Re: A heresy ?

* Philip TAYLOR wrote:
>There is no doubt at all that CSS-1 was a Good Idea [tm].
>CSS-2 added a great deal.  But CSS-3, whatever it will
>eventually be, seems to me that it is likely to be /so/
>complex, /so/ "all powerful", that few will understand it,
>fewer still will use it, and the great unwashed will
>remain in total ignorance of what they /might/ have been
>able to accomplish had the powers-that-be just "finished off"
>CSS-2 rather than trying to extend CSS to be all things to
>all men.

Could you clarify what you mean by "complex"? Is your concern that
CSS3 will contain too many features or that those features are not
designed well? Web authors want to style their web pages in certain
ways and using CSS2 certain things are either not possible or very
difficult to achieve using a lot of code, possibly combined with
bitmap graphics and scripting. Let's say you want to do drop shadow
effects, with CSS 1/2/2.1 you could study


in CSS3 you could use the propsosed 'box-shadow' property, see
<>. Same goes for
rounded corners


In CSS3 you could use the proposed 'border-radius' property, see
<>. I think
these make web authoring simpler rather than more difficult. I would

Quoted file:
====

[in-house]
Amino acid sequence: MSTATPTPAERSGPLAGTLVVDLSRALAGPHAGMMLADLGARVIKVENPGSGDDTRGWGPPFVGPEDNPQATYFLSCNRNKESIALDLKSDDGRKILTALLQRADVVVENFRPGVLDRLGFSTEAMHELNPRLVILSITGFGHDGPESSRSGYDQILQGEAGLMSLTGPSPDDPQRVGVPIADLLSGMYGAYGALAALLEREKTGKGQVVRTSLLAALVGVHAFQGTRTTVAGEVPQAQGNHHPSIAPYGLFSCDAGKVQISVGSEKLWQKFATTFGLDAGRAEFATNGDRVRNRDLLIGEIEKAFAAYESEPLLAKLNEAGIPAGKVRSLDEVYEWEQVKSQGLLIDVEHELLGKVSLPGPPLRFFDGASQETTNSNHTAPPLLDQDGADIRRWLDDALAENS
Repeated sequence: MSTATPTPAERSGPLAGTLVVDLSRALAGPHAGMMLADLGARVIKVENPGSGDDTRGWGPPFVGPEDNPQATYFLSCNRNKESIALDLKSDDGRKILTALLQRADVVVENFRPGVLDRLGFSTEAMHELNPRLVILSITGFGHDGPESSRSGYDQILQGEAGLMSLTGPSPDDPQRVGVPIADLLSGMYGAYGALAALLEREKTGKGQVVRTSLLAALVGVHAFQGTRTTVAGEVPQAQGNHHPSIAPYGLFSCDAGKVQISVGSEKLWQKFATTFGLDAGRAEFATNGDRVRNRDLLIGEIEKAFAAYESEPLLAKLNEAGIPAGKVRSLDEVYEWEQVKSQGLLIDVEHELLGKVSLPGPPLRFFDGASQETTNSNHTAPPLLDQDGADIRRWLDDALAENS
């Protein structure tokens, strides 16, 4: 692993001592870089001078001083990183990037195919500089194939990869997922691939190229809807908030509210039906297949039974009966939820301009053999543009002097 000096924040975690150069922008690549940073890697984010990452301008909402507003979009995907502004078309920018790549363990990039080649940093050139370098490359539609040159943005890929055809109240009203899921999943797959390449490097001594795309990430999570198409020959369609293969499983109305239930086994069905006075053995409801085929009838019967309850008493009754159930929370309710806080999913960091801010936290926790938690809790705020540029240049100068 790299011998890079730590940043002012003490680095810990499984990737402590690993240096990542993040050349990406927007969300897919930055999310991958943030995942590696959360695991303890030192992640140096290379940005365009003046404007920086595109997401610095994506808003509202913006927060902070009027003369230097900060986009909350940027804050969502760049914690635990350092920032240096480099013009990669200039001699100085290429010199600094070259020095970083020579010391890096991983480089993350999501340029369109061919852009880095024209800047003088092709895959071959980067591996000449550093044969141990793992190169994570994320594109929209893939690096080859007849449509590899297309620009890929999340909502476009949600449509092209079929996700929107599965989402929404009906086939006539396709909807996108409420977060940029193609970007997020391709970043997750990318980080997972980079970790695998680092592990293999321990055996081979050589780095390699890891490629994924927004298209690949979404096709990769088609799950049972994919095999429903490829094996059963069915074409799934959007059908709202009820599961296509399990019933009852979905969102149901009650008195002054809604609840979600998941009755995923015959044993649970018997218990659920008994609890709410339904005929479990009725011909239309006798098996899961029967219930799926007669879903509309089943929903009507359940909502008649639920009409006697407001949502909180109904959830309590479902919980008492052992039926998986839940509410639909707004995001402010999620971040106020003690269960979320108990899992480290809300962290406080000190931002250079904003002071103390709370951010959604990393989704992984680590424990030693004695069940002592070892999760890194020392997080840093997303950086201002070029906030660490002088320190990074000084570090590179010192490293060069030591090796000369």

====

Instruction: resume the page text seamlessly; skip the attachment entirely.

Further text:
in fact not consider something difficult or "complex" as long as
simple things, or maybe common things, are easy to achieve. I do not
care much whether CSS provides 100 or 1000 features as long as I can
figure out how to achieve my goals quickly. I do not need to fully
understand 'text-kashida-space', 'kerning-pair-threshold', or
'word-break-cjk' when I am not interested in their effect. Likewise,
if CSS2 is good enough for what I want to do, I do not need to worry
about CSS3 at all. I don't necessarily think that excluding useful
features just to keep the feature set small is a worthy goal.

If there are features in the current CSS3 drafts that are not
sufficiently useful to be included in CSS3 then please name them.
Or be more specific of what you think the Working Group should do
in response to your comments.


Received on Friday, 21 May 2004 15:43:30 UTC